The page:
• Re:FP? (Score:3, Informative)

    by c_forq ( 924234 ) <> on Tuesday April 11, 2006 @11:52AM (#15106195)
    I was thinking I was going to rip this apart as I have a legit WinXP CD and key, but then I remember that I obtained that WinXP CD and key from a corporation. I never paid for it, a company I worked for did. Now I think the only flaw is all the people who buy Dells just happen to have a license for the first copy of Windows they got (usually all upgrade are from their teenage relative or that guy they know who is a floor manager at ABC Warehouse).
  • Re:FP? (Score:3, Informative)

    by IntlHarvester ( 11985 ) on Tuesday April 11, 2006 @12:17PM (#15106425) Journal
    that worked so well for OS/2, let's do it for the mac!

    Actually it did work for OS/2:
    OS/2 Marketshare (peak): 10-15%
    Mac Marketshare (current): 2%

    Oh wait.
    If Apple could somehow "fail" like OS/2, while quadrupling their sales, I think they would interested.
  • Re:FP? (Score:3, Informative)

    by generic-man ( 33649 ) on Tuesday April 11, 2006 @12:54PM (#15106700) Homepage Journal
    I can't use the CD that came with my Dell to install Windows on a Mac. Virtually every computer today comes with a restore CD, not a Windows install disc. You need a full install CD to put Windows on a Mac, and that will set you back $200 or more. (You could get an OEM version, but to make that legal wouldn't you also have to buy a piece of hardware and use it with your Mac somehow?)
  • Re:FP? (Score:3, Informative)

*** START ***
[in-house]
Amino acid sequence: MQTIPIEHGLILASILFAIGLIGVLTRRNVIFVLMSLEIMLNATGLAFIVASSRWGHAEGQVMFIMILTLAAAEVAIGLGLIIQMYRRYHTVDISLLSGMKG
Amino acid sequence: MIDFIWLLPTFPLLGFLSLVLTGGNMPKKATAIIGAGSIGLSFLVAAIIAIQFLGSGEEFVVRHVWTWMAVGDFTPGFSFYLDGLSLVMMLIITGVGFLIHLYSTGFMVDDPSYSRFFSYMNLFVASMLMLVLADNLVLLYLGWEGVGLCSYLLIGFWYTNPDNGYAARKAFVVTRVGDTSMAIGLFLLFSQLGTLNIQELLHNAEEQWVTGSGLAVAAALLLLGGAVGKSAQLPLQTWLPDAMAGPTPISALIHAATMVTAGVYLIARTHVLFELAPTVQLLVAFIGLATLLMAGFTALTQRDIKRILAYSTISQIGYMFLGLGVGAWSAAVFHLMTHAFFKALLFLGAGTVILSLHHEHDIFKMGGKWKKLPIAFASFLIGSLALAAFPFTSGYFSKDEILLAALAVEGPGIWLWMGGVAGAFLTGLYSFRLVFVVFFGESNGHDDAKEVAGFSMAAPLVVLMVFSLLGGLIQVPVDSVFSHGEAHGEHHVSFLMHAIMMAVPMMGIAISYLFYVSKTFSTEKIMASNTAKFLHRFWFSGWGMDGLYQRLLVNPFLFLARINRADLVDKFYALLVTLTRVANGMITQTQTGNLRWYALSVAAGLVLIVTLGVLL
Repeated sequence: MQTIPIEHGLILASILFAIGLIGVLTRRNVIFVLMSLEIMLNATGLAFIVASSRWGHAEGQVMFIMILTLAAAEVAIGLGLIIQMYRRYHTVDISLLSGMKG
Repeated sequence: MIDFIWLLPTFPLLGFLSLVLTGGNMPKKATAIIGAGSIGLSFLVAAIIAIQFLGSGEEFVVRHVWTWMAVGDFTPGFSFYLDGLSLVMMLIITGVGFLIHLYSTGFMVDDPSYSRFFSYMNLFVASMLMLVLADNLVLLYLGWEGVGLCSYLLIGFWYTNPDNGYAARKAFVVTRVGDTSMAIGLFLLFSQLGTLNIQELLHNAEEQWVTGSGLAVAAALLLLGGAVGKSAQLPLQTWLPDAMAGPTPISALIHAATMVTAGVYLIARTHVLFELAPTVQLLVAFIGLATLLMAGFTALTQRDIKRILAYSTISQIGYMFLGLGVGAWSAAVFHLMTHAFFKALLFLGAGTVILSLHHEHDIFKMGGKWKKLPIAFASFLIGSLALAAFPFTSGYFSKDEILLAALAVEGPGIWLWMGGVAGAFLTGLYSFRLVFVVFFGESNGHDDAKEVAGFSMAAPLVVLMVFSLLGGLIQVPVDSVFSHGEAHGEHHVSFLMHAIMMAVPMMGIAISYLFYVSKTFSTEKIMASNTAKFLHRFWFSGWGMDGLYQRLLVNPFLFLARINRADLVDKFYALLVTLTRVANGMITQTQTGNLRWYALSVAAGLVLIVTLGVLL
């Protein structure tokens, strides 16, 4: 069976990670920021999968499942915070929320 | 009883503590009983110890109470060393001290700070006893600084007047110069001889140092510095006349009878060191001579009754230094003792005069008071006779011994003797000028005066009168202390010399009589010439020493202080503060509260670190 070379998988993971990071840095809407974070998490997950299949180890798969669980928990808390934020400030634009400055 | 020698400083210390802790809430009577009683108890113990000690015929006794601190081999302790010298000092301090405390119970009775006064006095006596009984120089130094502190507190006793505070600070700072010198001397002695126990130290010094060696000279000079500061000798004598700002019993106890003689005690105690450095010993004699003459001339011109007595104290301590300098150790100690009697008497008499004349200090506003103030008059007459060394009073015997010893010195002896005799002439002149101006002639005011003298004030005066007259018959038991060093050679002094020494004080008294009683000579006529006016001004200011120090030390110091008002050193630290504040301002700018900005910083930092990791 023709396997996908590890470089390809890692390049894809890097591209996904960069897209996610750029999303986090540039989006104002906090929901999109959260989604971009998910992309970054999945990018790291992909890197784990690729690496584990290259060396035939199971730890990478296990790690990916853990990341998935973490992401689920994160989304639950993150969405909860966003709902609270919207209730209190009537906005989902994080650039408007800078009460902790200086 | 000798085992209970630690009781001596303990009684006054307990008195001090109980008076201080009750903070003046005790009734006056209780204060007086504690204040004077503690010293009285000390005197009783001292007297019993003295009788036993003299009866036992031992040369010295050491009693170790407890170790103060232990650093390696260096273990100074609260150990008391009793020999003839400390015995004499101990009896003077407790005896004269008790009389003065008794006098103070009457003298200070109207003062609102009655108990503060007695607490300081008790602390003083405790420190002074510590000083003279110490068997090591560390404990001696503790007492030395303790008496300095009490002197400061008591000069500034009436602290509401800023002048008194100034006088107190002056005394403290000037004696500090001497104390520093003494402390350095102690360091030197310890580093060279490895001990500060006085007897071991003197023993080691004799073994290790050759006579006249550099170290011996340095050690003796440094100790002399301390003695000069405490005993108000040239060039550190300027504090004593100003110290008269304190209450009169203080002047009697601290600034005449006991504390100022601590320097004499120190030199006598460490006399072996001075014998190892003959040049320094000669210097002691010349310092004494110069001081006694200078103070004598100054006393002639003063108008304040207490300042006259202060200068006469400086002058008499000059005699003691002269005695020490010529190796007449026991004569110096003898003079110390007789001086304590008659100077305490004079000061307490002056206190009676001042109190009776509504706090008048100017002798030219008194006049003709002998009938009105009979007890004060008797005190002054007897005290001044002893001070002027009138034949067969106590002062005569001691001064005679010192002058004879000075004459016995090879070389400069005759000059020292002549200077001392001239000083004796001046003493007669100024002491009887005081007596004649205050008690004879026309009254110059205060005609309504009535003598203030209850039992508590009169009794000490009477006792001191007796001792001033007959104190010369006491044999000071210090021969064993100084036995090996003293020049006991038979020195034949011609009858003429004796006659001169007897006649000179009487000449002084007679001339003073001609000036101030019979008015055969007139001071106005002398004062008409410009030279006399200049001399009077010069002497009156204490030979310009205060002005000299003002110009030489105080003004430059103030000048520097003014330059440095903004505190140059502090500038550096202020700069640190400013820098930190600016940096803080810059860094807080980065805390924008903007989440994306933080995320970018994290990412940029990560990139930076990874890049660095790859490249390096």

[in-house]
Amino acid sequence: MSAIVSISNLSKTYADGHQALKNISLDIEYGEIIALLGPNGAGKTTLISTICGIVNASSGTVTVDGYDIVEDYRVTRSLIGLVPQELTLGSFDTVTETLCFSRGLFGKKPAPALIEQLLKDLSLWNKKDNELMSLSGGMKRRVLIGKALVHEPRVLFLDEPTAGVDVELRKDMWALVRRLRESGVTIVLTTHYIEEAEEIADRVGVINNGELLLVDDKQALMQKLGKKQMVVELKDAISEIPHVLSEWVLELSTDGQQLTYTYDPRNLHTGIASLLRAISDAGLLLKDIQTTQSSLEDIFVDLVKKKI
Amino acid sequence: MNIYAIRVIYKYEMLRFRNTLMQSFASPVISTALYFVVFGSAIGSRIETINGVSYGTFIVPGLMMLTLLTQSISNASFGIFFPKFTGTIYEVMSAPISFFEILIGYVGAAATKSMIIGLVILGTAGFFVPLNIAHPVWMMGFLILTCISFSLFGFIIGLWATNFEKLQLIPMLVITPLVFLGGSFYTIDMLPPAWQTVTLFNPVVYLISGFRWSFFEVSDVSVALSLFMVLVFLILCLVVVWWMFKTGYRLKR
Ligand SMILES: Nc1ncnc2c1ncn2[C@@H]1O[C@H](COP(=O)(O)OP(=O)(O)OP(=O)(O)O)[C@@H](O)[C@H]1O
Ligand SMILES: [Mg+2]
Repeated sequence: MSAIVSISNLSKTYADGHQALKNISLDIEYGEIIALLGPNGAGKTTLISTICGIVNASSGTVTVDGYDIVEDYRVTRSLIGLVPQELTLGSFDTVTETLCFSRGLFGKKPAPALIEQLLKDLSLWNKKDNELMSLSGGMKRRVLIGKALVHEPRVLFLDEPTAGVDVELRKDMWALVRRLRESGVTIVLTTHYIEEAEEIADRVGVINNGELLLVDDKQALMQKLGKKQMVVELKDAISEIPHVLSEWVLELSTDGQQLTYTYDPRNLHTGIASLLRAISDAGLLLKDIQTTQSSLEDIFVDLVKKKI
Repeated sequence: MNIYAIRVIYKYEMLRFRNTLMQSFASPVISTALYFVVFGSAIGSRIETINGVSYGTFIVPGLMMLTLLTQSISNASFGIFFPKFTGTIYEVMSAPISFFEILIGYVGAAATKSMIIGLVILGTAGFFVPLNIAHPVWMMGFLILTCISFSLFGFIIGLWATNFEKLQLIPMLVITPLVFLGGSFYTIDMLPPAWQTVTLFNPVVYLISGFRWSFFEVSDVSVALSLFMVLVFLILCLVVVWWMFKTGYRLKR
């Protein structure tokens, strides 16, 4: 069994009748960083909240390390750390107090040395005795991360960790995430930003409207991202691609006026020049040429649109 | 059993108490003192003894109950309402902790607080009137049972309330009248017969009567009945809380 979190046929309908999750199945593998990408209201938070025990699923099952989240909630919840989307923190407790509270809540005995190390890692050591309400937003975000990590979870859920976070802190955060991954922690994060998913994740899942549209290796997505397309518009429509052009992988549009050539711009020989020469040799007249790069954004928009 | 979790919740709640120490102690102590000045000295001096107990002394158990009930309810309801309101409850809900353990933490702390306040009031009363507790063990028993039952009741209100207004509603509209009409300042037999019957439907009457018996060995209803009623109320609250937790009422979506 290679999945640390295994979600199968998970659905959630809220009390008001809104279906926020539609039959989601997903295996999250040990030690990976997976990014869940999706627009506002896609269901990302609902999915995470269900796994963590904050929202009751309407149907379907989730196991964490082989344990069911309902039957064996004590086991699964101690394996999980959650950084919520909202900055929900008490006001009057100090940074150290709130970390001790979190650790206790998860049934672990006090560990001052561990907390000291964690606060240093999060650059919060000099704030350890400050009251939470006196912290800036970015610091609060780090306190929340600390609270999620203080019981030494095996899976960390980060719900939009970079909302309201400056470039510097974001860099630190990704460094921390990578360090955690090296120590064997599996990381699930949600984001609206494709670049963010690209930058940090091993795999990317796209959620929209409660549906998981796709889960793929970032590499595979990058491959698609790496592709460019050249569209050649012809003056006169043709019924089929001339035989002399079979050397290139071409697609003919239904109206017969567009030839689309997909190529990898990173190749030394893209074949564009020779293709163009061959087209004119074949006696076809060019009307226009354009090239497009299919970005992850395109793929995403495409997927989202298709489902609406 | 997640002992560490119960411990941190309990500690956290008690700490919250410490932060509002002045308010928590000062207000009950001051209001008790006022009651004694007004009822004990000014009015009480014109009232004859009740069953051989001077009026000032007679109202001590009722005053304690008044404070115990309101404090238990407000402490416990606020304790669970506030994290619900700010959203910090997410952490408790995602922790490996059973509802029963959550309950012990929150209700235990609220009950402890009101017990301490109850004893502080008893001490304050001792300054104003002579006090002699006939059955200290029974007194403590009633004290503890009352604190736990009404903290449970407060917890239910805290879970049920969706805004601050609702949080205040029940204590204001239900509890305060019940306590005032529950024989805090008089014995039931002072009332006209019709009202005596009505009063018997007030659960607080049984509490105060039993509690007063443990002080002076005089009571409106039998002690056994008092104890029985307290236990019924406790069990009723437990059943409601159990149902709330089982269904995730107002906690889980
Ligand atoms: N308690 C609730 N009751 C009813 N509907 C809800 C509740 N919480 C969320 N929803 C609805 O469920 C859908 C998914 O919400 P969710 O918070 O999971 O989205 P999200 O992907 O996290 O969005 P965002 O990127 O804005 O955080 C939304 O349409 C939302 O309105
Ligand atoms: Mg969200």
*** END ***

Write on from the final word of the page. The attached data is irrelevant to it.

by Jeffrey Baker ( 6191 ) on Tuesday April 11, 2006 @01:07PM (#15106792)
    Sim City 4 never worked right on Windows, either, so don't blame Aspyr too quickly. I bought the deluxe version of the game for Windows, installed it on my bog-standard computer running Windows 2000, and it just didn't do anything. If you double-clicked the application icon, absolutely nothing happened. That game was an embarrassment to the craft of computer programming.
  • by Jeffrey Baker ( 6191 ) on Tuesday April 11, 2006 @01:28PM (#15106947)
    You don't explain Linux's stability because it's not stable on the desktop. Linux has a great reputation for stability because it's mainly installed on server equipment of at least moderate quality. Linux on the desktop is a disaster. Just as an example, yesterday I removed a FireWire DVD burner from my Linux computer and the kernel panicked. This is not uncommon. I can think of a dozen different ways to confuse Linux by adding or removing hardware.
  • Re:FP? (Score:4, Informative)

    by mcmaddog ( 732436 ) on Tuesday April 11, 2006 @01:31PM (#15106971)
    You're obviously not speaking from hands on knowledge. People always say that Apple ignores backward compatibility and MS's problems are from it's insistance on providing backward compatibility, but this isn't necessarily true for either one. When Apple switched to the PPC platform almost all 68K programs ran without any problems and often saw an improvement in speed despite running in emulation. When Apple switched to OS X most OS 7/8/9 software continued to run without problems (and even some software going back to the 80's still worked.) Apple waited 3 years before having Macs that couldn't boot OS 9 directly and 5 years to stop pre-installing Classic on new Macs, but still support it under 10.4. When I upgraded my Win98 machine to 2K most of my games that were one or more years old couldn't be played and while I don't own either XBox, but from what I've been reading MS's support for XBox games on the 360 is hit or miss.

      With Apple's switch to Intel the PPC Macs will still be supported under the next OS expected to be coming in December/January which is another 18-24 months of direct support plus 18-24 months security updates after the next-next OS has been released. People buying the Intel Macs are able to run most PPC programs under Rosetta while waiting for the programmers to release universal binary versions.

      Unlike PC manufacturers, Apple tends to support new technologies first and drop legacy hardware sooner, but they can still be used as add-on cards or through USB/Firewire.

Someone is unenthusiastic about your work.